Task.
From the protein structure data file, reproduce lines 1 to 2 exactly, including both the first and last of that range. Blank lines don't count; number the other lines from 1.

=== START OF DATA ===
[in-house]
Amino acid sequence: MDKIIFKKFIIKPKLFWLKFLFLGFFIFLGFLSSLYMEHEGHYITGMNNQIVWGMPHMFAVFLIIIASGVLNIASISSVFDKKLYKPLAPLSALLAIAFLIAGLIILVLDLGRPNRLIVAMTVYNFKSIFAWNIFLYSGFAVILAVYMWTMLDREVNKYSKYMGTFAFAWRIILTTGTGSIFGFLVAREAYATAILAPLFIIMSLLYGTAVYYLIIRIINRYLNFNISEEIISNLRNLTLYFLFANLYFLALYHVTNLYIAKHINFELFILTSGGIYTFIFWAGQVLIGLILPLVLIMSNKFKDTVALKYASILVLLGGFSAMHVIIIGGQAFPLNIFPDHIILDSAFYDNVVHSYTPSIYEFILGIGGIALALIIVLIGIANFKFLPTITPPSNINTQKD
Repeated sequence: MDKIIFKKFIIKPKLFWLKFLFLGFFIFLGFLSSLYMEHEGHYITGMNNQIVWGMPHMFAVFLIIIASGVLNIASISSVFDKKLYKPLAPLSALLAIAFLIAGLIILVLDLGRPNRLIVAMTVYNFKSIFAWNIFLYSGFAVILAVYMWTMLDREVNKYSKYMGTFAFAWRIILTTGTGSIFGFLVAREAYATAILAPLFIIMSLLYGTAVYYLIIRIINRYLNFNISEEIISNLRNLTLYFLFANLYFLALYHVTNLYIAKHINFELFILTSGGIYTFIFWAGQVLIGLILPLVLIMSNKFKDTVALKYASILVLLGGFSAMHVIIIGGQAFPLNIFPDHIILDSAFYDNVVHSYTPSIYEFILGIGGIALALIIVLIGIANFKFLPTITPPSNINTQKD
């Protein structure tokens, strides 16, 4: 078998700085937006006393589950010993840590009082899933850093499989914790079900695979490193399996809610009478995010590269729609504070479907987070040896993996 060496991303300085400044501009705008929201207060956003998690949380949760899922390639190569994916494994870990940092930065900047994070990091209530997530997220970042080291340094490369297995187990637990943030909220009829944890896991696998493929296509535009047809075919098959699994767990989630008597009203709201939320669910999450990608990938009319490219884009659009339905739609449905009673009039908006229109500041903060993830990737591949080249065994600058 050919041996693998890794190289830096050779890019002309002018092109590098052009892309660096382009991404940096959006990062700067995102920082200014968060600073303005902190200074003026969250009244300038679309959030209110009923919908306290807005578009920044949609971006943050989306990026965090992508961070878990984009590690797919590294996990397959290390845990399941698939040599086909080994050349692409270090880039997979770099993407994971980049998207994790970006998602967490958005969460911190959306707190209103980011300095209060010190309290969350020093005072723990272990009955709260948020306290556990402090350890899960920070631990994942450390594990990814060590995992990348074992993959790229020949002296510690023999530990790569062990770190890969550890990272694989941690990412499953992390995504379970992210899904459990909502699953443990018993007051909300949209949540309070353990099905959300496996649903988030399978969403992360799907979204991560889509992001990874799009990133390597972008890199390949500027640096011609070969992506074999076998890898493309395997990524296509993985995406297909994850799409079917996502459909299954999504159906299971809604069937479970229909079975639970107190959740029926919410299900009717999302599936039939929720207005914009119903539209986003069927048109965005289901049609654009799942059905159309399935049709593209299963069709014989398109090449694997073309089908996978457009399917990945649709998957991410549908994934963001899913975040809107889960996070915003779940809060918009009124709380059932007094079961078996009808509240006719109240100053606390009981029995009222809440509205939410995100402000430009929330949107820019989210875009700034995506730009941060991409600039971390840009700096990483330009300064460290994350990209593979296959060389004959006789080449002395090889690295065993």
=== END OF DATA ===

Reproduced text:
[in-house]
Amino acid sequence: MDKIIFKKFIIKPKLFWLKFLFLGFFIFLGFLSSLYMEHEGHYITGMNNQIVWGMPHMFAVFLIIIASGVLNIASISSVFDKKLYKPLAPLSALLAIAFLIAGLIILVLDLGRPNRLIVAMTVYNFKSIFAWNIFLYSGFAVILAVYMWTMLDREVNKYSKYMGTFAFAWRIILTTGTGSIFGFLVAREAYATAILAPLFIIMSLLYGTAVYYLIIRIINRYLNFNISEEIISNLRNLTLYFLFANLYFLALYHVTNLYIAKHINFELFILTSGGIYTFIFWAGQVLIGLILPLVLIMSNKFKDTVALKYASILVLLGGFSAMHVIIIGGQAFPLNIFPDHIILDSAFYDNVVHSYTPSIYEFILGIGGIALALIIVLIGIANFKFLPTITPPSNINTQKD